• The Celts: A Sceptical History — Simon Jenkins, 1st October, 7:00pm-8:00pm, in-person and online:

British writer Simon Jenkins will be discussing how theories of Celticism continue to fuel many of the prejudices and misconceptions that divide the peoples of the British Isles to this day. In his latest book, he sets out that the history of the Celts is the history of a misnomer, pointing out how the word “keltoi” first appears in Greek and applied generally to aliens or barbarians.

  • Warrior Queens & Quiet Revolutionaries: How Women (Also) Built the World — Kate Mosse, 1st October, 3:00pm-4:00pm, in-person and online:

Award-winning British novelist and writer Kate Mosse will talk about her alternative feminist history of the world and personal memoir about the nature of women’s struggles to be heard, about how history is made and by whom. Her latest book tells the stories of female inventors and scientists, philanthropists and conservationists, authors and campaigners, such as Sophie Scholl, Mary Seacole, Cornelia Sorabji, Helen Suzman, Shirley Chisholm, and Violette Szabo, as well as passages about the life of her great-grandmother, Lily Watson.

Elsewhere across the three-week Festival programme, further highlights include:


  • Ali at Croke Park, 6th October, 7:00pm-9:00pm, GAA Museum at Croke Park, in-person only:

To mark the 50th anniversary of Muhammad Ali’s fight at Croke Park, the GAA Museum will present an evening of conversation and talks about this memorable sporting occasion, with guest speakers Dublin Historian-in-Residence James Curry and journalist and lecturer Dave Hannigan. Attendees will also have a chance to see Ali’s shorts and glove which are on display in the museum alongside a ticket from the fight.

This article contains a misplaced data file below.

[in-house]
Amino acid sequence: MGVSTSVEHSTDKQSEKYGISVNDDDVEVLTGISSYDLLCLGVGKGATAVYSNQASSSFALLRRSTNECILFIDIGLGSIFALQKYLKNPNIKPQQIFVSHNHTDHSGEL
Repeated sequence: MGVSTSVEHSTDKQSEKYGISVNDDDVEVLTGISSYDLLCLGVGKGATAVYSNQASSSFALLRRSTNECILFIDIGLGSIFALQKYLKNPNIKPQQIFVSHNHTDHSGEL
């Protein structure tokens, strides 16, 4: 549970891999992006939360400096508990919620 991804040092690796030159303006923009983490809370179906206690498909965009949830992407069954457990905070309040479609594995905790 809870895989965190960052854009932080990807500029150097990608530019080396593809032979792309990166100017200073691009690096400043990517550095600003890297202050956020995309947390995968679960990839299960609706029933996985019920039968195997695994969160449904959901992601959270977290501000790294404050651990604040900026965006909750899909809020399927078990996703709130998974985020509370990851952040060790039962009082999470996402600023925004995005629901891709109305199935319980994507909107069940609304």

• Dublin in Poetry — Stephen James Smith, 26th September, 7:00pm-8:00pm, Richmond Barracks, St Michael’s Estate, Inchicore, Dublin 8, in-person only:

Celebrated poet Stephen James Smith will discuss poems from Dublin’s past, as well as reading some of his own work inspired by the city and its journey.

  • Kathleen Clarke: Dublin’s First Female Lord Mayor, 3rd October, 1:00pm-2:00pm, Dublin Council Chamber, City Hall, Dublin 2, in-person only:

This year marks the 50th anniversary of the passing of Kathleen Clarke, who was the first female Lord Mayor of Dublin, a leading figure in Cumann na mBan, a member of the Executive of Sinn Féin during the War of Independence, and the widow of 1916 signatory Thomas J. Clarke. Helen Litton, editor of Kathleen Clarke’s unique first-hand account of the revolutionary period, will examine her life and work.

  • Sarah Cecilia Harrison, Dublin’s First Female Councillor, 28th September, 6:00pm-7:00pm, Dublin City Library and Archive, 144 Pearse St, Dublin 2, in-person only: 

As well as being an accomplished artist, Sarah Cecilia Harrison (1863-1941) was Dublin’s first female Councillor, elected in 1912. The Old Dublin Society will present a talk exploring how her championing of the poor and downtrodden in the city raised the hackles of vested interests, who conspired that her representation on Dublin Corporation was limited to one term.


All Dublin Festival of History events are free, but booking is required. The full programme details, along with information about how to book is available online